- Realign the organization, both bottom up and top down. An ongoing, active strategic dialogue enables organic and iterative development of an organization’s objectives. The result is more clarity and alignment across all layers of the organization.
- Communicate the vision and direction, with emphasis on practical implementation. Detailed planning forces an organization to go deeper, beyond the strategic theory. This provides an incentivize to confirm that proposed tasks meant to achieve priority objectives can be implemented (look for more on this in second post in this series).
- Create a journey for your organization. Strategic planning is all about understanding where you are and what it will take to get to your intended destination. It is an ongoing, living process that is best treated as a journey, during which you learn and adjust as you go.
- Highlight factors (internal and external) that could affect your plan over time. There are a variety of variables that can influence your strategic plan. If you treat the effort as a one-time activity, you risk ignoring internal or external signals that can keep you on track.
2) Engage your people fully. You’ll be glad you did.
A post on strategic planning would be incomplete and inadequate if it didn’t account for one of the most critical elements of your organization: your people, the ones that help drive your organization forward every day. Your team has unique and detailed insights that you cannot afford to overlook or underestimate. Understanding and capturing your team’s insights will greatly improve your process and organizational buy-in. Without them, the implementation of your strategic plan will likely include at the very least some painful bumps and bruises and—worst-case scenario—challenges that grind your process to a halt. There are ways to avoid these challenges that, while not complicated, require organizational discipline and governance.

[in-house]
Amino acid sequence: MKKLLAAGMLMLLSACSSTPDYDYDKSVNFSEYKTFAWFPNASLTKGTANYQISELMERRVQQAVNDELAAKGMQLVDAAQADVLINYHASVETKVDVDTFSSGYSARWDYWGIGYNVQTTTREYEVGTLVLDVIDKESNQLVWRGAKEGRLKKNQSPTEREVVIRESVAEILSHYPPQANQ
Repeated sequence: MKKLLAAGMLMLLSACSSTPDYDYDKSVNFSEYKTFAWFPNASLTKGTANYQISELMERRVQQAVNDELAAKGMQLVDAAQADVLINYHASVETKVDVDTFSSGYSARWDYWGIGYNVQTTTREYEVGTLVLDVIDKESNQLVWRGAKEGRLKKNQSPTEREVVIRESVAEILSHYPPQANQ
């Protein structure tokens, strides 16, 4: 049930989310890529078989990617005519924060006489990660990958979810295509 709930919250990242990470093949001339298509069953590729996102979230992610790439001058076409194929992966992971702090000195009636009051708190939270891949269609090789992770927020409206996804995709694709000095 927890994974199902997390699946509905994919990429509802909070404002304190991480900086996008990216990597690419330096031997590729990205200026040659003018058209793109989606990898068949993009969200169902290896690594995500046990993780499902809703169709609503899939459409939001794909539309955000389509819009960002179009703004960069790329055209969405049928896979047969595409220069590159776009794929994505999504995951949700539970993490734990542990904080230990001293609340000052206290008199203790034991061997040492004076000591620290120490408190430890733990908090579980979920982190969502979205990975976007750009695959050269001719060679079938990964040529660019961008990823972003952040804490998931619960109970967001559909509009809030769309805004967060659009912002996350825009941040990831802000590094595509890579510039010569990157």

- Watch out for disconnects and nip them in the bud early. If organizational objectives don’t resonate with middle-level managers, they may feel like observers rather than invested participants. If this happens, your buy-in and implementation will suffer.
- Set up tiers of governance. Just as with other important organizational initiatives, creation of an executive steering committee and working group are essential. Develop a core team that drives the process and engages with all the different groups at each stage. This structure can keep the gears of the process turning smoothly.